It's listed in the Engi Shiki, a tenth Century document that, amongst other things, lists all the shrines in Japan that were receiving official offerings from the central government in Kyoto. The shrine also has some interesting kami enshrined here.

The main kami is Haniyasuhime, the female of the pair of kami known as kami of the soil. According to one version of the myth the two kami were created out of the feces of Izanami after she was killed by the kami of fire. The agricultural reference is pretty obvious.

Another couple of female kami are enshrined here also, Oyatsuhime and Tsumatsuhime, both daughters of Susano who arrived near here from the Korean Peninsula along with a Susano son, Isotakeru. All three landed not far from here near the village named after Isotakeru, Isotake. The three kami are known for spreading the seeds of useful trees they brought with them.

Wednesday, February 18, 2015

Kurami Shrine

Kurami Shrine is yet another small shrine with an ancient pedigree. It is listed in both the Izumo Fudoki and the Engi Shiki. Izumo has more shrines listed in the Engi Shiki than any other provinces other than the home provinces of Yamashiro, Yamato, and Ise, an indication of the importance of Izumo in ancient times. The previous group of shrine I had visited today all had a strong yamato influnce in the kami enshrined, and it would be interesting to find out what the historical reasosn were for this. At Kurami we are a back to more Izumo kami.

The primary kami here is Takaokami, formed from the blood that dripped from Izanagis sword after he slew Kagutsuji, the kami of fire that killed Izanami. There are, of course, numerous versions of the story but the most common suggest it is a kami with connection to water and rain and is also considered the main kami of Kifune shrines.

The secondary kami is Hayatsumuji, and he seems to be a kami of wind. There is a mention of him in connection with Amewakahiko, the second emissary sent by Amaterasu to ask Okuninushi to cede Japan to the Yamato and who, like the first emissary chose to stay with Okuninushi. After  Amewakahikos death his body was carried back to the High Plain of Heaven by Hayatsumji.

Other kami enshrined here are Tsurugihiko, a son of Susano but not mentioned in Yamato myths. A shrine to him near Matsue claims he is a kami prayed to for safe return from war. Susano is enshrined here as well as Ukanomitama, another child of Susano most commonly eqauted with Inari, Also enshrined here is Takeminakata, the son of Okuninushi who was against the ceding of the land to the Yamato and who is the primary kami of Suwa shrines.

In the grounds were two aktars to Kojin, neither of which seemed particularly fresh.

Saturday, February 7, 2015

Take Shrine

Take Shrine, another small village shrine on the shore of Nakaumi, gives the appearance of being abandoned. The grounds have not been kept up and there are no signs of activity. However, it was once a fairly important shrine, being listed in the Engi Shiki, which meant it received offering from the imperial government. Behind the shrine are two altars to Kojin, but they look as if the rope serpent has not been replaced for several years.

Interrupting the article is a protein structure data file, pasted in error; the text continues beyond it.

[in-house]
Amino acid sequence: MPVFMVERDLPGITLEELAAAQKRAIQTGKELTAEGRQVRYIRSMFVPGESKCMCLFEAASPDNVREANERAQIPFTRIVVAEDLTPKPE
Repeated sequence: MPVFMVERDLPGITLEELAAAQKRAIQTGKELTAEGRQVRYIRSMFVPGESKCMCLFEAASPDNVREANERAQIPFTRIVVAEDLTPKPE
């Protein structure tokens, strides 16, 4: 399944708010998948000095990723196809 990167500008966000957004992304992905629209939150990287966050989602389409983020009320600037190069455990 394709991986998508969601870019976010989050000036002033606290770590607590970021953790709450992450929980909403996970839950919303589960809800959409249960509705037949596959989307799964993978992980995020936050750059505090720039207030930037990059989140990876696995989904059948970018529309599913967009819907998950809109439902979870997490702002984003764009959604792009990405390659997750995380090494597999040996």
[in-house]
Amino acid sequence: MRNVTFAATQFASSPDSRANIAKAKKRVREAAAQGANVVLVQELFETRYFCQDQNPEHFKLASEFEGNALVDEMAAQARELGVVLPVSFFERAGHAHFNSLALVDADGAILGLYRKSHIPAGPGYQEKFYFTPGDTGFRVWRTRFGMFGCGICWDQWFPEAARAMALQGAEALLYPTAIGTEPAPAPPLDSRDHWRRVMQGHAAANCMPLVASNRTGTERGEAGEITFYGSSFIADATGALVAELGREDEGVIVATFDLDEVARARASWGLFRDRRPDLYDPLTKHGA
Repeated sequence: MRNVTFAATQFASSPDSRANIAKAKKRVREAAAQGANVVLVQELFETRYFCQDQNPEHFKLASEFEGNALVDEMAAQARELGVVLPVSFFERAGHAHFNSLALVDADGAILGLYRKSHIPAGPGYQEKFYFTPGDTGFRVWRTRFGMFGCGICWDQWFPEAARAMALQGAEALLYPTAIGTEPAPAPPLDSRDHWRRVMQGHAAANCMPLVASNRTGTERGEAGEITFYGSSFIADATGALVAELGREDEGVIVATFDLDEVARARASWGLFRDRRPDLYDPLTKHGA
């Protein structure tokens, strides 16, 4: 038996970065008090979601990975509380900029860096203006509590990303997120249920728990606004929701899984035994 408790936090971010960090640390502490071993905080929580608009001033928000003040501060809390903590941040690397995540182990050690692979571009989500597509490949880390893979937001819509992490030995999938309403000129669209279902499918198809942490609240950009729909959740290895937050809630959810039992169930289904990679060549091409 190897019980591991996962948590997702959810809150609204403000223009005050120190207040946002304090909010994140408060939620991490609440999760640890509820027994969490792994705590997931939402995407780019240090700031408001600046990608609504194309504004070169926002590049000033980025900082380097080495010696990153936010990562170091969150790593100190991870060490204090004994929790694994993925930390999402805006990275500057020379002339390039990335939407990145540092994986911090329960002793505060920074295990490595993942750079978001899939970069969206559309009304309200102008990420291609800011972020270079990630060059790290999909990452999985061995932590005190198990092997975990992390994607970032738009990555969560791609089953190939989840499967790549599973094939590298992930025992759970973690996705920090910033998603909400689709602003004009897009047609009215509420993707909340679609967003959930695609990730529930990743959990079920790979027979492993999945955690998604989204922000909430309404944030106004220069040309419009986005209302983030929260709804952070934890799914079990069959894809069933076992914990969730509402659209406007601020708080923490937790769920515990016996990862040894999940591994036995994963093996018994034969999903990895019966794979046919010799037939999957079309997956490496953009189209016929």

The 2 kami enshrined here are Takemikazuchi and Futsunishi, 2 martial kami associated with the ceding of Japan to the Yamato. The Kojiki has Takemikazuchi being the kami that Amaterasu sent down to Japan to ask Okuninushi to cede the land. the Nihonshoki says it was both takemikazuchi and Futsunushi. The Izumo Fudoki mentions only Futsunushi. So why the disparity?

In a nutshell, the Kojiki is really just a family history, a justification for the ruling clans divine right to rule Japan. At the time of its writing one of the most, if not the most, powerful clan was the Nakatomi/Fujiwara, who by this time had appropriated Takemikazuchi as one of "their" kami. The Nihonshoki was the official national history in Chinese style. It is much larger and contains many, many variations on the stories, reflecting the diversity of "histories" that existed at that time just as "Japan" was being formed out of many regional polities. The Fudoki were local gazeteers written to compile local histories, legends, and features.

The Kojiki was pretty much ignored for a thousand years until the Edo Period when National Learning scholars began to analyze the language of it. It really came to prominence with the rise of State Shinto and its focus on the Imperial family.  As noted above, the Nihon Shoki, sometimes called Nihongi, is much more detailed and therefore took longer to be completed but in my opinion is a far more interesting read. The Fudoki are almost completely lost, but the Izumo Fudoki is complete and is largely the reason why Izumo legends are so well known. Futsunushi, mentioned in the Izumo Fudoki was associated with the Mononobe Clan, the ancestor of which is buried near Izumo. The Mononobe were destroyed by the Nakatomi in their rise to power. I think this brief explaination shows why the three different versions of the myth exist.